I recently started reading a novel that was published online as an ebook. I put it down after I realized that it was a time travel story where the hero and main character was a writer researching a time travel novel, clearly meant to become the “expert” in the story. A book with that premise can impress me, but it only happens rarely.
Just as rare, one might say, are the Einsteins of the world. Patent clerks who revolutionize physics. As you may have read [article here], a recent attempt to depose Einstein was finally foiled. The faster-than-light neutrino experiment was discovered to have been flawed. But, even if it had been accurate, we should remember that the Speed of Light Constant is not the actual speed of light in the physical world. It’s like Absolute Zero. Nothing in the universe ever reaches it, but the fraction is so close that we consider the ideal number and the measured number to be functionally the same.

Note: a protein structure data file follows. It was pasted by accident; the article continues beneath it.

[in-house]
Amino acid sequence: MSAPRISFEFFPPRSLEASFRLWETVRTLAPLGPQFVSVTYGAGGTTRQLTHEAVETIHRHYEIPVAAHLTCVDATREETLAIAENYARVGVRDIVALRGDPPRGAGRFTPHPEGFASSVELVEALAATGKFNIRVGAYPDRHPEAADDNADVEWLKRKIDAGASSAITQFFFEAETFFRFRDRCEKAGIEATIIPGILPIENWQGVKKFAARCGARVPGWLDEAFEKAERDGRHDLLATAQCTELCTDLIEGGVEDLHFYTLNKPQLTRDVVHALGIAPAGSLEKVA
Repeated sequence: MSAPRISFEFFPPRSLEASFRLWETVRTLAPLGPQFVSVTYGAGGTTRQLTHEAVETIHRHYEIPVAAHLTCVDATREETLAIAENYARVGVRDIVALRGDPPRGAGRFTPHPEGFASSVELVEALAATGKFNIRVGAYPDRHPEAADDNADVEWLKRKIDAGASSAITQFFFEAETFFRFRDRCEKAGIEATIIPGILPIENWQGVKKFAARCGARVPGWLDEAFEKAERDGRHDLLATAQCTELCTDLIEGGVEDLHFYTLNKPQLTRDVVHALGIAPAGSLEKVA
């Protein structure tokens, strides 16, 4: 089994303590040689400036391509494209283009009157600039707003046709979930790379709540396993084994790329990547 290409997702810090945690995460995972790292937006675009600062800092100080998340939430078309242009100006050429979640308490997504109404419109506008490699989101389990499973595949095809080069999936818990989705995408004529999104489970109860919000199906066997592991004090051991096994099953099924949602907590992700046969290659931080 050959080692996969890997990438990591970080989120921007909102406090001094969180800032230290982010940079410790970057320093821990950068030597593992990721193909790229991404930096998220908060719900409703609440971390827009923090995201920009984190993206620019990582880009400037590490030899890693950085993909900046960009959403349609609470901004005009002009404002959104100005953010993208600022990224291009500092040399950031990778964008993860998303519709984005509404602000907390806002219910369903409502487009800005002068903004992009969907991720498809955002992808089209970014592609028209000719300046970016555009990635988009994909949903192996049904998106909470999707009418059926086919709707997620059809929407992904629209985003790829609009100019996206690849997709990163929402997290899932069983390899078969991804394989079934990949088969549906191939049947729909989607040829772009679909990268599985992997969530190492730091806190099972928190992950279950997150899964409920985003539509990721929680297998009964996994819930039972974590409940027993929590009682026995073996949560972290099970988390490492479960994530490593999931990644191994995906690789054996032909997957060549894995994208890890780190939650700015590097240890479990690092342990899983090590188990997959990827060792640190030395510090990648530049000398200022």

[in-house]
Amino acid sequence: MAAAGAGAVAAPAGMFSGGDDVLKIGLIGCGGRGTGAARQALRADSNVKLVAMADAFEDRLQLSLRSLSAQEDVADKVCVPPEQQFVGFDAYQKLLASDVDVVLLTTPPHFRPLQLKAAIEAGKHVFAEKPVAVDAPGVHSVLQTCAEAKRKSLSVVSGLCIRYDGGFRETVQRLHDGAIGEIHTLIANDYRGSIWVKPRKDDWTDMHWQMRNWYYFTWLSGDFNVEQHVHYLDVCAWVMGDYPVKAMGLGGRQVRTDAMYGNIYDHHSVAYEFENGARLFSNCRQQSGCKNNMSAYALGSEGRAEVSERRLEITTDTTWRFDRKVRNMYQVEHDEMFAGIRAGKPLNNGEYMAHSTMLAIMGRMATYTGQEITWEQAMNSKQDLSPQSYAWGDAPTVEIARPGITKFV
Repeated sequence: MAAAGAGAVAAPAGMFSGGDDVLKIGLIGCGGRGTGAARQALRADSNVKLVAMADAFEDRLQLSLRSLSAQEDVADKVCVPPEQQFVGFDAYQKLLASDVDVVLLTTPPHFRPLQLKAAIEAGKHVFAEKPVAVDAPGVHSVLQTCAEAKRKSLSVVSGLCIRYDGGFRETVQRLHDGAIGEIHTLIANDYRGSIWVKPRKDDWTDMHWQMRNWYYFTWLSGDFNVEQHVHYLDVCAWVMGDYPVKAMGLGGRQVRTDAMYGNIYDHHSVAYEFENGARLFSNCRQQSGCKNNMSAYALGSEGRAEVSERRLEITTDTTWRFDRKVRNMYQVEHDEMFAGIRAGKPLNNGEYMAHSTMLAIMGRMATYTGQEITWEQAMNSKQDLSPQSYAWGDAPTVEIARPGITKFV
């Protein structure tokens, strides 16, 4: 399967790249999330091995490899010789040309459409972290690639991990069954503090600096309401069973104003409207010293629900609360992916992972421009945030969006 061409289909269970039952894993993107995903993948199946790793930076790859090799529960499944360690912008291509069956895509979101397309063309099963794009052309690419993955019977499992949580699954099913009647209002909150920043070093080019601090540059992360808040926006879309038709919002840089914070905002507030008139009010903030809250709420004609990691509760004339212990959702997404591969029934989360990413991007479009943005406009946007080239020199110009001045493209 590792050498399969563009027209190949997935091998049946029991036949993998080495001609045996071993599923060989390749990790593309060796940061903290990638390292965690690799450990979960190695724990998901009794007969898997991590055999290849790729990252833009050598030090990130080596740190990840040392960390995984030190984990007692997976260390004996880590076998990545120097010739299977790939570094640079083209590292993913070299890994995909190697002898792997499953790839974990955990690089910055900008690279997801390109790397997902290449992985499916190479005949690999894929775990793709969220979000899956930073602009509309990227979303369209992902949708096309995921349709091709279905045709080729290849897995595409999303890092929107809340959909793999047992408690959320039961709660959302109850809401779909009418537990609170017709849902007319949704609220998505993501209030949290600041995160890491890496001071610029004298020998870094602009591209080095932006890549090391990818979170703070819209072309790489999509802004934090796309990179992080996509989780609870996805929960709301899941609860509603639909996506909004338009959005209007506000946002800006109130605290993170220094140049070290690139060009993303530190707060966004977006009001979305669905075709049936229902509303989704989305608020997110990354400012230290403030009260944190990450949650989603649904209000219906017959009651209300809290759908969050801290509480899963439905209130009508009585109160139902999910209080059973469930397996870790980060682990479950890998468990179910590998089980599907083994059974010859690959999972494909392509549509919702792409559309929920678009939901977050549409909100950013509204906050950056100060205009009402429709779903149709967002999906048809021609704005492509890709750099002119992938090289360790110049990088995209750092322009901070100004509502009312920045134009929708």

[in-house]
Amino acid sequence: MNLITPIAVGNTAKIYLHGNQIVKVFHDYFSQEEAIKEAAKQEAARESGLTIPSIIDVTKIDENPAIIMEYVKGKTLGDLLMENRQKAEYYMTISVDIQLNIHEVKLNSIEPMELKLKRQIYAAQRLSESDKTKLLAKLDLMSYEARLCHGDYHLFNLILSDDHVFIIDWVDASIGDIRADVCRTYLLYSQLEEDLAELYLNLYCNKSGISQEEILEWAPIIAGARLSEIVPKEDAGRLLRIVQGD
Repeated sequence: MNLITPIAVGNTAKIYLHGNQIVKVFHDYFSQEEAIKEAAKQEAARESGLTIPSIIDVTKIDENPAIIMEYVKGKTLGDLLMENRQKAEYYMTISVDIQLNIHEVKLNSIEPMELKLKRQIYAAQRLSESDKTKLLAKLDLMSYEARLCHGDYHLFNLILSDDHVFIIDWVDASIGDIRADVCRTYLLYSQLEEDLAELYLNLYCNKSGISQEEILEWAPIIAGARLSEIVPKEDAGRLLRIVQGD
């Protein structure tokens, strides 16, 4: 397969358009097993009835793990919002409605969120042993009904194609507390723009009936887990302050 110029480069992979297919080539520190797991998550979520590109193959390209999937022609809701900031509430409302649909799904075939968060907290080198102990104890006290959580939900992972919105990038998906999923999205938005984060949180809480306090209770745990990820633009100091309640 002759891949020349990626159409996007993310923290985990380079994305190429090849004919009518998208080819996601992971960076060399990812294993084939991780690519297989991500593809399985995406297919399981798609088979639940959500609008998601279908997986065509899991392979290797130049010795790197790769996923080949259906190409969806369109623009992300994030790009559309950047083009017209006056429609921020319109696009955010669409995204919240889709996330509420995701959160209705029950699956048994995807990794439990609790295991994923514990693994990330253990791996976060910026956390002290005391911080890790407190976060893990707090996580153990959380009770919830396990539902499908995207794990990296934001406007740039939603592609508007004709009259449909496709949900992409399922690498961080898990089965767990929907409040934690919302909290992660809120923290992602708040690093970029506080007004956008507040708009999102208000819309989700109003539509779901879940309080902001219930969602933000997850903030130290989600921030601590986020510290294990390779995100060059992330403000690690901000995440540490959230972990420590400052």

Now, I don’t know if the number actually exceeded the “speed limit” set by the Speed of Light Constant, just like I don’t know if the author of that novel I read handled the absurd premise of his book well enough, because I did not read the book, and because I don’t know the exact number of the Speed of Light Constant. But imagining the whole physics community being fooled by something my high school science teacher knew is a lot like putting down a book after only reading a few pages. I can, so I do.
I’m happy to hear that the experiment was flawed, anyway. I don’t know if I could take a revolution in physics right now.